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Maciej Matyka November 27, 2000 06:41

i wanna speed up my solver!

my MAC based incompressible fluid solver is finished, but... it is not very fast. at the moment im searching any methodts to speed up them.

i read an paper by fostern (metatax or something like that) - he wrote than is easy way to speed up computations - just replace viscosity by viscosity(dt) function. that function will return minimal, but >= real viscosity for local fluid velocities (U[i][j] - U[i-1][j]). Is that good way to optimize code? Anybody have done these function? Is that means never halve dt, only make viscosity large?

/// maq

Chidu November 27, 2000 12:22

Re: i wanna speed up my solver!
Hi Maciej,

One way to speed up a code is to eliminate coding that slows things down. This assumes that the basic scheme remains the same. The ways to speed up the convergence of your chosen scheme include preconditioning, multigrid etc. which are not what I am talking about here. It is not clear what exactly you are referring to.

The first step in speeding up your code (keeping the scheme the same) is to perform a profiling of your program to identify the cpu intensive subroutines. In most cases there are only a few (5-6) routines that end up doing 70-80% of the computation. This allows one to focus on the routines whose speed-up gives the maximum returns. From this point, the optimization procedure is dependent on the language, machine type (scalar, vector) etc. Normally scalar optimization gives a speed-up of around a factor of 2 (this is assuming that one coded up the program without too much attention to performance). You will find information on scalar optimization in usual Fortran books and elsewhere in the internet. Most high-performance installations have information in their websites.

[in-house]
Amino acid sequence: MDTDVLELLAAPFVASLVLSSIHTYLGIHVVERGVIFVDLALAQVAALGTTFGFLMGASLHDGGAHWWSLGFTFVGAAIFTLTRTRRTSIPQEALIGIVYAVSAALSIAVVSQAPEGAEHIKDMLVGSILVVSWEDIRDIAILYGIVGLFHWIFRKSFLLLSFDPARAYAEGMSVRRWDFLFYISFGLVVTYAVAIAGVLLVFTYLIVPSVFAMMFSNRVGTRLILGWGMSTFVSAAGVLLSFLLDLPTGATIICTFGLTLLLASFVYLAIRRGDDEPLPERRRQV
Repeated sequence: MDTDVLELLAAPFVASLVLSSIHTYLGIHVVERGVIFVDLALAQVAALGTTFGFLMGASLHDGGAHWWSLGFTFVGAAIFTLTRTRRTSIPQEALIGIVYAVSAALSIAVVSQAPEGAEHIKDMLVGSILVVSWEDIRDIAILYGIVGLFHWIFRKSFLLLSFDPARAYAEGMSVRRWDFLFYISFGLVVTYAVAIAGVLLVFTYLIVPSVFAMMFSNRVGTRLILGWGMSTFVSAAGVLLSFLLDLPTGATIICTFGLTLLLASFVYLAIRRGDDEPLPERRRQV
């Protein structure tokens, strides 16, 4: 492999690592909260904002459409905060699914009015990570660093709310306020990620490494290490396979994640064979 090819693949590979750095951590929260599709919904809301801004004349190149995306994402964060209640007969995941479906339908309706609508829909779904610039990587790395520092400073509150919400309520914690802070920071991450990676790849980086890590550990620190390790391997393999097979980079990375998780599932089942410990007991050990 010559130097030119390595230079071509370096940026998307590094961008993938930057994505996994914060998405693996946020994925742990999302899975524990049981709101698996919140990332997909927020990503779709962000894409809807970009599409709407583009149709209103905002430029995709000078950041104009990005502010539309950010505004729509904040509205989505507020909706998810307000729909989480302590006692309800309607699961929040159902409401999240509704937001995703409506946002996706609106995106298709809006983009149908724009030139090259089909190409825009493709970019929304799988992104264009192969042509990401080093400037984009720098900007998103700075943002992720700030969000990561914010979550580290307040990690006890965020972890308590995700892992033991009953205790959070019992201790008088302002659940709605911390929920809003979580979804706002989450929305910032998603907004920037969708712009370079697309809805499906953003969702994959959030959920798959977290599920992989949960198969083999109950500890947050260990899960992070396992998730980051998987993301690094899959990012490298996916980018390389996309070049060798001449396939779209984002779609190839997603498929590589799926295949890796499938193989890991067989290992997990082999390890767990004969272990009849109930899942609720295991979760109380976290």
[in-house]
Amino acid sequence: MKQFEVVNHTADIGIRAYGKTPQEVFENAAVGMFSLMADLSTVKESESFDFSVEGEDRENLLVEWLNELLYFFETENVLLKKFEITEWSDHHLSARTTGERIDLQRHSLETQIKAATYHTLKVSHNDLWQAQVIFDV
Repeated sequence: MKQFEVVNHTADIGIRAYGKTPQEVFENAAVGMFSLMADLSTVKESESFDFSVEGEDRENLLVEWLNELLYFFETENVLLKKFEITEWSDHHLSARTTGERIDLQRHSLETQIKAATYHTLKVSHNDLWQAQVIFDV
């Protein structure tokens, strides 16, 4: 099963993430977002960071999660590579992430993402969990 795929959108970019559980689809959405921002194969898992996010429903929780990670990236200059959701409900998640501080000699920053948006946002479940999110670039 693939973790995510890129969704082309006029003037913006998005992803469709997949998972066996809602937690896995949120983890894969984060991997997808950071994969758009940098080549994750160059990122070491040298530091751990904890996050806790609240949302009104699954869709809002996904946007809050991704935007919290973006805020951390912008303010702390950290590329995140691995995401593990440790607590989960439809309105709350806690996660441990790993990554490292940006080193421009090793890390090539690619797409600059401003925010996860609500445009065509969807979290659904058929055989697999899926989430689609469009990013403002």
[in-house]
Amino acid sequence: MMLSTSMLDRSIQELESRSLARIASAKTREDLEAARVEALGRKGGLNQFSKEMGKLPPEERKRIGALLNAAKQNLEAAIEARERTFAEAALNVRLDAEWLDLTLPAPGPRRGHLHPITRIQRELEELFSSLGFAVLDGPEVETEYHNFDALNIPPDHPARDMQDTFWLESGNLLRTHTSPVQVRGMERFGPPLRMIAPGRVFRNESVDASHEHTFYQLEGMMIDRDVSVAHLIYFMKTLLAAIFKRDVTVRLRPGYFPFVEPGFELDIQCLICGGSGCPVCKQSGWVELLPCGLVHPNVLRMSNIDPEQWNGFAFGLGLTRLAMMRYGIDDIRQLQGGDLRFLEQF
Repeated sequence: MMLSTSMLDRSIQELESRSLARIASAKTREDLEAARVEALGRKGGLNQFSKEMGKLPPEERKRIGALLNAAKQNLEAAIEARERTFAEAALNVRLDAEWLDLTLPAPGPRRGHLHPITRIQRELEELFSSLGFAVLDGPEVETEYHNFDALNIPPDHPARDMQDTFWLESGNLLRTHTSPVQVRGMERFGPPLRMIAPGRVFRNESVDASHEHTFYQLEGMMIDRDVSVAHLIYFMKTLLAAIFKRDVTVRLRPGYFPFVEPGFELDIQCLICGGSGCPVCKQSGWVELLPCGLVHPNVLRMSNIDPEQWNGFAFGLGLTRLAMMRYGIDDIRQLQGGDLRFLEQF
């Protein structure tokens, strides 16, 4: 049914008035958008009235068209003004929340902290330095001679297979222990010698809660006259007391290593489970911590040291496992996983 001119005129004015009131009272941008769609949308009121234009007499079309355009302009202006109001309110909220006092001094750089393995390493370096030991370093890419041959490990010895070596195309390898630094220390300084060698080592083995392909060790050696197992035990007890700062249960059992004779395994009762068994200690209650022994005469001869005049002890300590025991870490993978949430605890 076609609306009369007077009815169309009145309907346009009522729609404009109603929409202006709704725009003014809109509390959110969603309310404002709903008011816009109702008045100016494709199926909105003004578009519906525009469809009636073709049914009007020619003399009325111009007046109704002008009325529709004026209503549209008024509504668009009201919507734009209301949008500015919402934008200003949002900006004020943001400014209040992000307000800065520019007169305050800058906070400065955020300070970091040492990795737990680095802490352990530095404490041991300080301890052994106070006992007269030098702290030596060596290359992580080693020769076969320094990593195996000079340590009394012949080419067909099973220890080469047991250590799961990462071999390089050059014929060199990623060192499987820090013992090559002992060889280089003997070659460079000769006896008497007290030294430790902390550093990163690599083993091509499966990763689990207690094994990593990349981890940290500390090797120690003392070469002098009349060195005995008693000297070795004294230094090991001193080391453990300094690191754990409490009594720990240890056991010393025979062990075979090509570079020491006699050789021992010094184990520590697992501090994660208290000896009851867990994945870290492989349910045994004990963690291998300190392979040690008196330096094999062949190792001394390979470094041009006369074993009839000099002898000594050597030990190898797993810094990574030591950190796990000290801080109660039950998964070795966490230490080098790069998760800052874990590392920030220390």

regards, chidu...

John C. Chien November 27, 2000 14:03

Re: i wanna speed up my solver!
(1). The other way to speed up the code is to use a faster computer. (2). So, put your program on a faster computer and run it. If your code runs faster on the faster computer, then you are in good shape. It is much harder to speed up the code by software approach.

Chidu November 27, 2000 14:12

Re: i wanna speed up my solver!
I beg to differ. It is hard to speed up a code beyond a certain limit. In any case, it is a good idea to identify the heavy-duty routines. Profiling a code is simple to perform is surely not a waste of time.


Jan Rusås November 27, 2000 16:57

Re: i wanna speed up my solver!